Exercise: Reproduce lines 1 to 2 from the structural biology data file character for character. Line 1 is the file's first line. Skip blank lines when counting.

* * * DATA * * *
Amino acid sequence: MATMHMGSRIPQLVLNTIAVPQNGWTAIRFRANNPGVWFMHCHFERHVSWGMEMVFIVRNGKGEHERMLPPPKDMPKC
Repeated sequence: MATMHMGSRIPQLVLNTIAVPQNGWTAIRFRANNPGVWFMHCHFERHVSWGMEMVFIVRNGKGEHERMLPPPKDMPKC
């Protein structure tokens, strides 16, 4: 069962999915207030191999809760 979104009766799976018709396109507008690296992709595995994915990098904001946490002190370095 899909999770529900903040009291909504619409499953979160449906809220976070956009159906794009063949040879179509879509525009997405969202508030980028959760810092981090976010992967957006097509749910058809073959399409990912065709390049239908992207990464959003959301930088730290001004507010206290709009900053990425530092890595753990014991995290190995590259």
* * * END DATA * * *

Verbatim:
Amino acid sequence: MATMHMGSRIPQLVLNTIAVPQNGWTAIRFRANNPGVWFMHCHFERHVSWGMEMVFIVRNGKGEHERMLPPPKDMPKC
Repeated sequence: MATMHMGSRIPQLVLNTIAVPQNGWTAIRFRANNPGVWFMHCHFERHVSWGMEMVFIVRNGKGEHERMLPPPKDMPKC